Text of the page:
NBA players are expected to return to the floor this weekend, league officials said Thursday, a day after teams walked out in support of protests against police brutality following the shooting of Jacob Blake in Wisconsin.
The NBA announced that three playoff games scheduled for Thursday would be called off before action is expected to resume Friday or Saturday.
The league and its players were still hammering out final details of the latest restart Thursday afternoon, according to a statement by NBA Executive Vice President Mike Bass.
President Donald Trump said Thursday that he hasn't been following the NBA and doesn't "know too much about the protests."
But he still managed to offer an opinion: "They've become like a political organization, and that's not a good thing. I don't think that's a good thing for sports or for the country."
Earlier Thursday, the NBA rallied in support of protesting players. Officials — living and working inside the NBA bubble near Orlando, Florida — donned black T-shirts with the words "Everybody Vs. Racism" outside their Disney hotels.
The referees union said in a statement Thursday that its members were marching "against racism and grieve for the black lives taken too soon."
"Join us as we unite in the bubble, and around the world, to fight injustice and police brutality," the union said.
The show of support for players comes despite a fraught relationship between the two groups over the past several years.
Veteran referee Marc Davis told NBA TV that the march, which included dozens of other NBA staff members, stopped in at a players meeting.
"We basically said to them: 'We're here and we support you. We're here, and we support you and protect your right to speak your truth,'" Davis said.
He added, "We, as the older generation, are going to have to be an agent of change, and we think our group really represents that."
Three more WNBA games set for Thursday were been postponed, the league announced. Five major league baseball games were also delayed.
In a dramatic display at the start of a Mets-Marlins game in New York, the players left their dugouts and removed their hats during a 42-second moment of silence. After the teams left the field, a Black Lives Matter t-shirt could be seen on top of home plate.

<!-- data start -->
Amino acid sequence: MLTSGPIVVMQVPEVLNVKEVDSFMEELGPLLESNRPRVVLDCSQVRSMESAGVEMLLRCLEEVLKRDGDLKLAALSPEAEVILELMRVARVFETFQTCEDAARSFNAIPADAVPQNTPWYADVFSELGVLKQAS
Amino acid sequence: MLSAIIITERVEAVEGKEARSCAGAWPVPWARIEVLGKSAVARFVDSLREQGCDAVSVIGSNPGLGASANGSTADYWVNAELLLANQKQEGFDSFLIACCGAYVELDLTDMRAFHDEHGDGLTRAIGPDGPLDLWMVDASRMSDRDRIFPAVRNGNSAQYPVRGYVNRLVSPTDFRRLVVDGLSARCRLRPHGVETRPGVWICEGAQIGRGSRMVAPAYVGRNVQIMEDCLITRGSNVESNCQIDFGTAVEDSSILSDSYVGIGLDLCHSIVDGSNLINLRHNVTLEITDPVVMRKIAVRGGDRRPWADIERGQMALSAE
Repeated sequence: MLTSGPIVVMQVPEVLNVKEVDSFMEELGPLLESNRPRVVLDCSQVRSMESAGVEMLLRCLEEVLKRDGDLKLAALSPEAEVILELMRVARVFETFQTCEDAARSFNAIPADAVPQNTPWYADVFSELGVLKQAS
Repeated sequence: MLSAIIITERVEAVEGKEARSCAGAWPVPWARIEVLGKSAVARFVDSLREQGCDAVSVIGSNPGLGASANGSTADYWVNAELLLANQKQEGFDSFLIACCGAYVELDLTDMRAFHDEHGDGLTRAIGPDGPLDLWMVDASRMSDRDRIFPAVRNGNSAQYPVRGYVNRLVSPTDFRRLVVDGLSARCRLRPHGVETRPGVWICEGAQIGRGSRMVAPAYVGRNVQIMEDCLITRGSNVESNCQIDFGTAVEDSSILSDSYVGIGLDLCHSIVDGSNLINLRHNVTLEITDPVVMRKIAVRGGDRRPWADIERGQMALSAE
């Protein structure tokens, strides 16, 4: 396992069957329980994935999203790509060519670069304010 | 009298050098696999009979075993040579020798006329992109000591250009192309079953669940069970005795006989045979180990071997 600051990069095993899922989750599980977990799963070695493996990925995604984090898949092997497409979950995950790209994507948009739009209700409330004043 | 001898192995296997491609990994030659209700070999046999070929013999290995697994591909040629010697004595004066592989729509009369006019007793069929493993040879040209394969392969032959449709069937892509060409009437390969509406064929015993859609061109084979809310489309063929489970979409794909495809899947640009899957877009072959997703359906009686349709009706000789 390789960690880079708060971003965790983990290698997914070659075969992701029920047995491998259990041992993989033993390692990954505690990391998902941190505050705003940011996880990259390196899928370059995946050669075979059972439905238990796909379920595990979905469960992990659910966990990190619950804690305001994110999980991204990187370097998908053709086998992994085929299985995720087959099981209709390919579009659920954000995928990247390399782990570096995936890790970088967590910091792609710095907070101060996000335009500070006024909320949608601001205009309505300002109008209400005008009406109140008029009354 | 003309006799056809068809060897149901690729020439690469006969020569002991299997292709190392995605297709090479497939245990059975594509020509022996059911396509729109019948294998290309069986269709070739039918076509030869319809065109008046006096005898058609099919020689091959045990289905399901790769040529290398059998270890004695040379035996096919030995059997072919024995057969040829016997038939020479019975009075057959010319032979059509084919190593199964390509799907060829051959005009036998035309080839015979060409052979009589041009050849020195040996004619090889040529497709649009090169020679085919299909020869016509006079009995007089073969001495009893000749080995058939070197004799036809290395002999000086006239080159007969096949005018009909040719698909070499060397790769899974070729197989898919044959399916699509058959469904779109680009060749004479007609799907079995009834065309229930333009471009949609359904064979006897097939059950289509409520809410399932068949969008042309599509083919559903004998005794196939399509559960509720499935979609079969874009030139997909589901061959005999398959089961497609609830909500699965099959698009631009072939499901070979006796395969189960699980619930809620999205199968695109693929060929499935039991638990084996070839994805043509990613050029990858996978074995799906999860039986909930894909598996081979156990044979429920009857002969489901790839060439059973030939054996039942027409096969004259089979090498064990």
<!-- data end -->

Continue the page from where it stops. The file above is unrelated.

The move came one day after Mets first baseman Dom Smith gave an emotional interview about why he took a knee during the national anthem Wednesday. Asked what had been most difficult about the last few months, he said: “I think the most difficult part is that people still don’t care.”
“It just shows that hate in peoples’ heart,” he said. “That just sucks.”
The NHL, which is in the midst of a coronavirus-delayed playoff season, as well, announced that it was delaying games Thursday and Friday.
"We understand that the tragedies involving Jacob Blake, George Floyd, Breonna Taylor and others require us to recognize this moment," the league said Thursday in a joint statement with the NHL Players' Association. The four playoff games will be rescheduled beginning Saturday.
Earlier, San Jose Sharks winger Evander Kane and Minnesota Wild defenseman Matt Dumba, members of the league's Hockey Diversity Alliance, asked the NHL to follow in the NBA's footsteps and call off those games.
The group penned an open letter saying such action would "send a message that human rights must take a priority over sport."
And on the gridiron Thursday, the Chicago Bears, the Arizona Cardinals, the Denver Broncos, the Tennessee Titans, the Indianapolis Colts, the Washington Football Team, the Green Bay Packers and the New York Jets all called off practice in support of protests.
The sports walkouts Wednesday were led by the Milwaukee Bucks, who normally play their home games at Fiserv Forum, almost 40 miles north of where Blake was shot seven times in the back by a Kenosha police officer Sunday, officials said.
Viral video of the confrontation appeared to show Blake walking away from police before an officer, identified as seven-year veteran Rusten Sheskey, opened fire from behind at close range.
Blake is paralyzed from the waist down from the shooting, family members and lawyers said.